For reasons that evade, well, reason, the Jerry Richardson statue outside the Carolina Panthers’ stadium has become a matter of much discussion about narcissism, bottom-kissing, legacies and the vanity of powerful people who worry about them.
And all I can think of is all the statues of Joseph Stalin that were eagerly commissioned while he was alive and destroyed with extraordinary zeal within months of his death.
We will not discuss whether having Richardson standing between two panthers (allegedly representing offense and defense, as well as North and South Carolina) is an eyesore. That’s for art majors and the lesser of our nation’s hot-take dealers.
"It will always represent a symbol of heartfelt appreciation and gratitude to the Richardson family."https://t.co/nwgDyV7Buc
— Carolina Panthers (@Panthers) July 18, 2016
But Richardson’s right to have his pals build him a statue is not in dispute here. You can argue about what he’s done to earn it, and how many hundreds of millions of public dollars contributed both voluntarily and compulsorily made him statue-worthy, but someone wanted him to have this, so he has it.
What is at issue is the more visceral matter of why he would want it at all, knowing what we do with statues and plaques and honoraria, which is “melt them down and do it again as soon as it’s safe to forget the original awardee.”
After all, Stalin shaped global politics for a century with a level of savagery almost unmatched on this planet, scaring those under his thrall to the point where he may have had the most statues commissioned of him in human history.
And as soon as he died, they came down, were melted, and got turned into decorative wrought-iron fencing and smaller statues of less offensive people. His legacy as a mass-murdering bastard kicked the ass right off the statuary, as it should be.
Statues are yesterday’s business, anyway. In a disposable age in which everything can be saved on cellphones (the ultimate diminution of the human experience), a statue is a needless redundancy that serves largely as a shiny bombsight for flocks of geese.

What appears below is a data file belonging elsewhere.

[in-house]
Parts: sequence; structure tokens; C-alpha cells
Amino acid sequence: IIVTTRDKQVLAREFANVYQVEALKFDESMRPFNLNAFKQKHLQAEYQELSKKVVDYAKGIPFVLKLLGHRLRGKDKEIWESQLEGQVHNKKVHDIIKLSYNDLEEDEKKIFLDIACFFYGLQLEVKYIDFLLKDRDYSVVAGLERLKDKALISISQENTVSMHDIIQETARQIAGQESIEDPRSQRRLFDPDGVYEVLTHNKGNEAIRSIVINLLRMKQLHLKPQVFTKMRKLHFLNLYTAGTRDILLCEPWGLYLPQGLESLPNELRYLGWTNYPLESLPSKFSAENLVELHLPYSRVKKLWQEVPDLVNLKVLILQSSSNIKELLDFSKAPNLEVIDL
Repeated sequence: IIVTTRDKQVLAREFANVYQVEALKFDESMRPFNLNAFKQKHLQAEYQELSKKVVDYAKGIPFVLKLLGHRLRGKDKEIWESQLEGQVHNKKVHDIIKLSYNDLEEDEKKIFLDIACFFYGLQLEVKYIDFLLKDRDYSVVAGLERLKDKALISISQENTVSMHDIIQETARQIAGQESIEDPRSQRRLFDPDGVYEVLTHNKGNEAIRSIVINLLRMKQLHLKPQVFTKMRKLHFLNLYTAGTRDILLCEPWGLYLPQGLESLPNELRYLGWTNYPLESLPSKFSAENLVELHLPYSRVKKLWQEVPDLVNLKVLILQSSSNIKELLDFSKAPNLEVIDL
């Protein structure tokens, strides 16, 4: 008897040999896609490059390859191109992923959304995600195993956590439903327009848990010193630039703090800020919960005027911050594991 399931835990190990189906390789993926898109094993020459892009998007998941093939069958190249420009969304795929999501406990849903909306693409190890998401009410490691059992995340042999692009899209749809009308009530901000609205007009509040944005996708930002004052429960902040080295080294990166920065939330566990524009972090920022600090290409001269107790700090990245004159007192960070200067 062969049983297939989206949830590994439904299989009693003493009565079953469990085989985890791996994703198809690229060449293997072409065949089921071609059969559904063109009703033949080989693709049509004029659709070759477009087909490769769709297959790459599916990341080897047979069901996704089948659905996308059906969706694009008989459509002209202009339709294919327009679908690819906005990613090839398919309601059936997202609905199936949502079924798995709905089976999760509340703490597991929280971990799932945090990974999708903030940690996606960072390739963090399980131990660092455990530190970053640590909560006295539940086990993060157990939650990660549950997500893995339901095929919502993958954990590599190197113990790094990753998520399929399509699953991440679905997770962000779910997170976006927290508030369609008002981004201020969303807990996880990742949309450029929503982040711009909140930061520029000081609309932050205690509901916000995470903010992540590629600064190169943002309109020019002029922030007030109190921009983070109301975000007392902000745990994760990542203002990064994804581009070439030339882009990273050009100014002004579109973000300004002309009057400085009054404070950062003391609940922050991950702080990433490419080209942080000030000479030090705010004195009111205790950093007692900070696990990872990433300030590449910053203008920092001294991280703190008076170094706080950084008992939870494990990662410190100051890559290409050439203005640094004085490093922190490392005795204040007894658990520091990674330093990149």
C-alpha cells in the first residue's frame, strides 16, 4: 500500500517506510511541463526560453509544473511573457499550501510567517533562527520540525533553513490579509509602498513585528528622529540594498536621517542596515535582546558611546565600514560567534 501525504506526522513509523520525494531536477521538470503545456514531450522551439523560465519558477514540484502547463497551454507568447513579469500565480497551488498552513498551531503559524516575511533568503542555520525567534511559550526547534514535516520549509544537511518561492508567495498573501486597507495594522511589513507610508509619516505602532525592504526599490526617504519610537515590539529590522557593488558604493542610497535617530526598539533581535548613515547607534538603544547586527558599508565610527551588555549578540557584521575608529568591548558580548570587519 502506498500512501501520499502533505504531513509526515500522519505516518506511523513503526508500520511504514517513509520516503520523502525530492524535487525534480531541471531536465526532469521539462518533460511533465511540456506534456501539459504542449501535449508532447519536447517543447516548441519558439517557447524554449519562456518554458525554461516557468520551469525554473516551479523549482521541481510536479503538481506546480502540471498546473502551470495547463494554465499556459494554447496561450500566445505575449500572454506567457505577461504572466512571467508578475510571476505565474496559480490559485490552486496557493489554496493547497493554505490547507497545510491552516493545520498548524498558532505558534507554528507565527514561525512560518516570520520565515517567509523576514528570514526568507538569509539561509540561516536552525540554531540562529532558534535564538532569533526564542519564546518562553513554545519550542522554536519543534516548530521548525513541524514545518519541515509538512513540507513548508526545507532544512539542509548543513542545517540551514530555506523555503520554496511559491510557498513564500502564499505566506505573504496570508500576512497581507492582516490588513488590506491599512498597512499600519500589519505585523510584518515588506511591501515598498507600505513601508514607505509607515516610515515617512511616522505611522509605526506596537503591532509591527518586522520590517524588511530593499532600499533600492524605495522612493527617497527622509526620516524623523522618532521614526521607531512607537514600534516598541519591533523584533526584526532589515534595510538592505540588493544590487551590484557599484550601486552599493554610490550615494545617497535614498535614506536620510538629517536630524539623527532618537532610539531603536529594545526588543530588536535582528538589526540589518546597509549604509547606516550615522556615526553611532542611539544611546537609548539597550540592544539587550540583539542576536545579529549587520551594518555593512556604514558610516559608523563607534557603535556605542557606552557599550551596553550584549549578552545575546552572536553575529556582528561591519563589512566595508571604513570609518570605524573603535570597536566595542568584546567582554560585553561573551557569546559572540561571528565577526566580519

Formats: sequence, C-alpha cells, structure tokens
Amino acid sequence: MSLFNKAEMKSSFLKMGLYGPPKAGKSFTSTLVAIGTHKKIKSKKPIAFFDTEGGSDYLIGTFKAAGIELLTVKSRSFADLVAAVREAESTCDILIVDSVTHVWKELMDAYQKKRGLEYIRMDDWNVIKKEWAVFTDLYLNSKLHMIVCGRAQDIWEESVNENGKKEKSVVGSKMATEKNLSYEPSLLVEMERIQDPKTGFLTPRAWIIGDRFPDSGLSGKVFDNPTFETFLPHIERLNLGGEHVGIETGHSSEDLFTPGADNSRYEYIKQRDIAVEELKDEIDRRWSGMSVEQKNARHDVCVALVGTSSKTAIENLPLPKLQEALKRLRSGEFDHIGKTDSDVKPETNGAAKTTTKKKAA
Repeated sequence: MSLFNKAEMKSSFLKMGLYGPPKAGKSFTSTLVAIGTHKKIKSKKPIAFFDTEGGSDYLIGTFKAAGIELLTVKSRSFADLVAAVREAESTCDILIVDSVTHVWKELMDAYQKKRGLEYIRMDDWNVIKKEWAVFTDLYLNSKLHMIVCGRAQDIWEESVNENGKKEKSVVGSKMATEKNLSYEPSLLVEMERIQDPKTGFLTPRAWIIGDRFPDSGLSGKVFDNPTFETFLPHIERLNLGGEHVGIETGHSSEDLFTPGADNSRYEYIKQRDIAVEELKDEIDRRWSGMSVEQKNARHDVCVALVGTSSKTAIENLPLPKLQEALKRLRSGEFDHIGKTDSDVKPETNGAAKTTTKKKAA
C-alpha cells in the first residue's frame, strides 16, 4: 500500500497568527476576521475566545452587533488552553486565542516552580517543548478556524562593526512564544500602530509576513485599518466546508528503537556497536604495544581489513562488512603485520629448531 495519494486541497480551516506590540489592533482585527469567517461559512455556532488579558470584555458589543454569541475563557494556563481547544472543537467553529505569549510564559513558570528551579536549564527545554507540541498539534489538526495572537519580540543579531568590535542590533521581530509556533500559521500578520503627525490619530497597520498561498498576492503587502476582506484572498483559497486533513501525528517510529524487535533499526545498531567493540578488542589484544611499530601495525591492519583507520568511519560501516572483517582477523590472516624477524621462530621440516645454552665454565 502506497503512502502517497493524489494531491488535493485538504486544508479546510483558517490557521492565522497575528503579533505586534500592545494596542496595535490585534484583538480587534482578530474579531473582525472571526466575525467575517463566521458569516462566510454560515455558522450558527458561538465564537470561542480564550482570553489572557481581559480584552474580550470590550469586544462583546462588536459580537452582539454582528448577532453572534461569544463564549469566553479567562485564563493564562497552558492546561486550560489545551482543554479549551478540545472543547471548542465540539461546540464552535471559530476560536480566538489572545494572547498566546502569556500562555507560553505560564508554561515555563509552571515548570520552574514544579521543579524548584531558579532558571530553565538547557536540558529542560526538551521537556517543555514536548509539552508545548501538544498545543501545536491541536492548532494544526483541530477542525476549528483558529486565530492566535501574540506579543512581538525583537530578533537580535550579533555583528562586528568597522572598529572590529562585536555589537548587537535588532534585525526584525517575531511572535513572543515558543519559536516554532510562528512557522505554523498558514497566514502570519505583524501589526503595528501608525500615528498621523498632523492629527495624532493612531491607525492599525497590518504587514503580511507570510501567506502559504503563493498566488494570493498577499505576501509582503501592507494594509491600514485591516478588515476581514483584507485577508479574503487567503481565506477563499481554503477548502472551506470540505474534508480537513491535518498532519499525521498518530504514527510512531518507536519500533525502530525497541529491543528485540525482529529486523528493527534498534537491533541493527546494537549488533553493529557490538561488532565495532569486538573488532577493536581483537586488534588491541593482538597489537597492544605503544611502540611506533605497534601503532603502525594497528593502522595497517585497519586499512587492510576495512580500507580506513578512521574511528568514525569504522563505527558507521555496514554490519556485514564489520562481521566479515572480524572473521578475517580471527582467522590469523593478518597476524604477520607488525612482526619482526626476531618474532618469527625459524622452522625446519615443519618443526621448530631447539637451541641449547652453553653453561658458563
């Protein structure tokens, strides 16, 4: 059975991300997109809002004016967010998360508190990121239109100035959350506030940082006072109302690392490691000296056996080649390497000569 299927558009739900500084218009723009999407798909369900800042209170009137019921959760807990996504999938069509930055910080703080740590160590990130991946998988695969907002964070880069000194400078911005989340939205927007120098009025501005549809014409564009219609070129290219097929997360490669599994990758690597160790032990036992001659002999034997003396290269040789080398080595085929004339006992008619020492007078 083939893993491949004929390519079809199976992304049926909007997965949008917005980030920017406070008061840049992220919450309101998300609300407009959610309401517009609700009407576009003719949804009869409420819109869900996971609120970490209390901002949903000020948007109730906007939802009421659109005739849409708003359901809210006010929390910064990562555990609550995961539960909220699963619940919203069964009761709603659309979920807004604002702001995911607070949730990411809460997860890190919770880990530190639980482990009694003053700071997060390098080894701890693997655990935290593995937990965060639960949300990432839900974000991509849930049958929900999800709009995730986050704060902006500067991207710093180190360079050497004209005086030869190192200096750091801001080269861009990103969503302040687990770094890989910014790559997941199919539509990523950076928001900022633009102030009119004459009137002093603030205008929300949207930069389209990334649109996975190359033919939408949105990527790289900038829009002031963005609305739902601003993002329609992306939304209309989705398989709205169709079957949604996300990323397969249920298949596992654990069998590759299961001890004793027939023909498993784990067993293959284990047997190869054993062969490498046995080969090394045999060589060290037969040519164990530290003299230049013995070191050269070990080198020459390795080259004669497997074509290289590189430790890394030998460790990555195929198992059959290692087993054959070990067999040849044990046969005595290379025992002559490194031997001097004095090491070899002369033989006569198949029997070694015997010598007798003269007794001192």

Sports owners think in terms of statues a lot, though, and just a tour around most modern stadiums and arenas will tell you that. Most of them honor players because people are far more attracted to a bronze rendition of Willie Mays hitting a home run whole in a near-genuflect -- it’s the human form at its best -- but a ring of statues is now considered as important to stadium construction as number of bathrooms.
But a metallurgic representation of an owner, even one standing behind animals who in real life would shred the human into delicious bite-sized bits just for amusement is merely a testimonial to the assumption that the owner is as important to the customer as the player, and that is demonstrably false based on this old truth: At no time in human history has anyone ever bought a ticket to a sporting event and asked to be seated as close to the turnstile as possible.
The games and their practitioners are what matter to the people who will admire the statue on a day-to-day basis, not the guy who handled the financing or blackjacked the local government to help get that done.
More to the point, the owner gets paid off in other ways, starting with the pay. The owner gets to name the stadium after himself (or herself, in those cases where a woman owns a team), even though most owners have sought out more money by selling said rights. In fact, Richardson has the stadium at North Carolina-Charlotte named after him, but that wasn’t done at his behest.
Moreover, a statue is a mythical representation of what is being sold inside, and sports are myth. Business is anything but myth, and owners like Richardson who believe they are part of the mythmaking machinery essentially forget or ignore what their assigned role in sports actually is.
Specifically, they get our money, not our hearts.
Richardson is an unusual case here, since he is one of the rare owners who played the sport at the highest level (he was a flanker for two years with the Baltimore Colts of the Johnny Unitas Era), and maybe thinks of himself as a player in his soul.
But he’s not that unusual because all the other players with statues didn’t have the statues put up themselves. He is wearing a suit. He looks like he’s going to a competition committee meeting, and the panthers look like they are there to keep reporters away. Mythologizing that aspect of the endeavor conflates the owner on an equal plane with the players in the hearts and minds of the customers, and that is plainly nonsense.
In short, all the honorifics Jerry Richardson is and has been may well be worthy of can be debated, but a statue is, well, just asking for it.
At some point, owners pass, and Richardson has said that upon his death he wants the team sold outside his family to anyone with the money who will pledge to keep the team in Charlotte.
The solution? Put the statue in Richardson’s office at the stadium, so that the one person most interested in it can admire it all day long, and after he passes, his family can take it with them. Otherwise, the public (and the occasional bird) will make its own determination of the value of the statue, and that can’t be guaranteed.
Just ask Joseph Stalin.